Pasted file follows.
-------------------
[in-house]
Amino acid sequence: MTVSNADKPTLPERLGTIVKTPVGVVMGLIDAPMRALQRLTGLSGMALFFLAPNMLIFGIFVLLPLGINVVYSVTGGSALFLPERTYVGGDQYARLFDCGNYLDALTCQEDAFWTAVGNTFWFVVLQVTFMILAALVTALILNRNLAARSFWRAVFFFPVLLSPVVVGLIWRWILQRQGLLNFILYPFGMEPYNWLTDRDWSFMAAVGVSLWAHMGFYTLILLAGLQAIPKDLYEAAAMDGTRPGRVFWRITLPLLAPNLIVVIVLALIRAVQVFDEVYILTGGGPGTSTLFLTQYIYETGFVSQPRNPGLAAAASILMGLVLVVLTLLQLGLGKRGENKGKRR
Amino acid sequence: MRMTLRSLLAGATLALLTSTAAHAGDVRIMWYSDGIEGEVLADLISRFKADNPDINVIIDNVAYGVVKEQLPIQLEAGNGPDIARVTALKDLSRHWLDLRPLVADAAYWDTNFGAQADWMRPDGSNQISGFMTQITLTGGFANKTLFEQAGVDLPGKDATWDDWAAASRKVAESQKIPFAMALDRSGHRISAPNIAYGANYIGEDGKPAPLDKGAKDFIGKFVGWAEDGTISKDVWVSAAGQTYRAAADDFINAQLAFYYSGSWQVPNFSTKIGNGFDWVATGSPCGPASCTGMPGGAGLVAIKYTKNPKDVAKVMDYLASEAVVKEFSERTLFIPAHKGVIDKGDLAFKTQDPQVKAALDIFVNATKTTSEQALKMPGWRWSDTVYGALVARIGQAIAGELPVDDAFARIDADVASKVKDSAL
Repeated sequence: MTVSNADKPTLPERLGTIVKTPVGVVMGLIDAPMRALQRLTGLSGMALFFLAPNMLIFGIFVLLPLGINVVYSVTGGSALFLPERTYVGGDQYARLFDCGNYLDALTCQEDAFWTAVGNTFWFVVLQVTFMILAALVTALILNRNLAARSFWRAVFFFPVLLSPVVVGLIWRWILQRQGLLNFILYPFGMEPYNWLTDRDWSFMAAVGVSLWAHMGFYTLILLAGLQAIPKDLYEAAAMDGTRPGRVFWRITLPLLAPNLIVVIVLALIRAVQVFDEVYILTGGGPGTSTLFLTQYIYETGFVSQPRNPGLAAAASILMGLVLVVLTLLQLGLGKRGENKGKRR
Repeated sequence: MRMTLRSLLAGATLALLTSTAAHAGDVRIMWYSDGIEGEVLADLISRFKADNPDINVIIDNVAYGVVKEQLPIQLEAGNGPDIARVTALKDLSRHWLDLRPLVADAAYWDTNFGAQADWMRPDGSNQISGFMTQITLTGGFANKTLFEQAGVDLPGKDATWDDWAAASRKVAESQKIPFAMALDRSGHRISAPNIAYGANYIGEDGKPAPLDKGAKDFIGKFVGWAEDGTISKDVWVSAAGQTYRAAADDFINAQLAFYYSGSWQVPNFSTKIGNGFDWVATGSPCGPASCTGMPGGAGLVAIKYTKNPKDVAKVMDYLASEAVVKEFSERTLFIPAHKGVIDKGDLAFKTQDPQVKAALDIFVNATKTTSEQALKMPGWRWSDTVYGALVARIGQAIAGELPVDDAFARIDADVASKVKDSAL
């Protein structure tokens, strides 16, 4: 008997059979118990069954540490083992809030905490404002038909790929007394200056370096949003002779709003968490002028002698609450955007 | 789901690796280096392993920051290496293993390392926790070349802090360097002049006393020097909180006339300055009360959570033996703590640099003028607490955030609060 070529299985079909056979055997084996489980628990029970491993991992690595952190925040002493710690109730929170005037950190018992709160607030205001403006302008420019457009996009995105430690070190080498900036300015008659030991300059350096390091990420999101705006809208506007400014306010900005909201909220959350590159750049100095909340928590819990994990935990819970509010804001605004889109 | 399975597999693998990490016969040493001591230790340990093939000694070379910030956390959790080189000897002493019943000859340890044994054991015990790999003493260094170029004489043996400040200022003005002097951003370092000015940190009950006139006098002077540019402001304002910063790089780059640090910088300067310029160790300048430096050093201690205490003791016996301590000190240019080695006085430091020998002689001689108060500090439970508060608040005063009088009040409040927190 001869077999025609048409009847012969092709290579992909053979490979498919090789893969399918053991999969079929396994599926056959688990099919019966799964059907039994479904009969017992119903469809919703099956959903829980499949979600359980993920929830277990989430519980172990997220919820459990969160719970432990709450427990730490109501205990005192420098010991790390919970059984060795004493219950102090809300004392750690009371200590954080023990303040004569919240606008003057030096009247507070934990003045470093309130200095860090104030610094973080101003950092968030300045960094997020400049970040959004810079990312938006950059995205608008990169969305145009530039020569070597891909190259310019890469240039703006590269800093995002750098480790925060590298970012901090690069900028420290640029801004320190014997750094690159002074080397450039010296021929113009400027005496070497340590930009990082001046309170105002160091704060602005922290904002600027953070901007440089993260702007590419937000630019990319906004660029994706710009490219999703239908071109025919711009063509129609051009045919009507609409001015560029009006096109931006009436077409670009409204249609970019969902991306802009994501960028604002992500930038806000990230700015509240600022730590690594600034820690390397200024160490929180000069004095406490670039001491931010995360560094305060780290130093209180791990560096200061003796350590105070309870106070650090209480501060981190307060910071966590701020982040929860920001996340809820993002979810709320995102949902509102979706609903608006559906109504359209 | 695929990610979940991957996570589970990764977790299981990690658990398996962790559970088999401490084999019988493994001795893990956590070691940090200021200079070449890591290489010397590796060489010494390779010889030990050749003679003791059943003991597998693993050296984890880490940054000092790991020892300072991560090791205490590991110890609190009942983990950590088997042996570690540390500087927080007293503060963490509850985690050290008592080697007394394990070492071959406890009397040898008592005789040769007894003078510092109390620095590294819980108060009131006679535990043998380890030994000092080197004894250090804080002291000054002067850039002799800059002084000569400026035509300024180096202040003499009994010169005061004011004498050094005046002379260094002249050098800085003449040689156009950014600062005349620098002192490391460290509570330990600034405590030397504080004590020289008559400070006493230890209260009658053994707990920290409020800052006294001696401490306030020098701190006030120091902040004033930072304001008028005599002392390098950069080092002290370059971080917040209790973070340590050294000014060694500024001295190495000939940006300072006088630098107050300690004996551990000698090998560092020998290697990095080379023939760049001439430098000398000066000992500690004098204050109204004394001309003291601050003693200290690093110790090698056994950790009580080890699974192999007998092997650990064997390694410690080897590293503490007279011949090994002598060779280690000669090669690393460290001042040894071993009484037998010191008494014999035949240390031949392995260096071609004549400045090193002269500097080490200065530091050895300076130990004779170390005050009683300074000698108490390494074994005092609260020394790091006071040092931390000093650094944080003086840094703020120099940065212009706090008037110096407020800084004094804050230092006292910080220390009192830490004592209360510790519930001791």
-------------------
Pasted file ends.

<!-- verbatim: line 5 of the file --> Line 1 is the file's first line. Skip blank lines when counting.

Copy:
Repeated sequence: MRMTLRSLLAGATLALLTSTAAHAGDVRIMWYSDGIEGEVLADLISRFKADNPDINVIIDNVAYGVVKEQLPIQLEAGNGPDIARVTALKDLSRHWLDLRPLVADAAYWDTNFGAQADWMRPDGSNQISGFMTQITLTGGFANKTLFEQAGVDLPGKDATWDDWAAASRKVAESQKIPFAMALDRSGHRISAPNIAYGANYIGEDGKPAPLDKGAKDFIGKFVGWAEDGTISKDVWVSAAGQTYRAAADDFINAQLAFYYSGSWQVPNFSTKIGNGFDWVATGSPCGPASCTGMPGGAGLVAIKYTKNPKDVAKVMDYLASEAVVKEFSERTLFIPAHKGVIDKGDLAFKTQDPQVKAALDIFVNATKTTSEQALKMPGWRWSDTVYGALVARIGQAIAGELPVDDAFARIDADVASKVKDSAL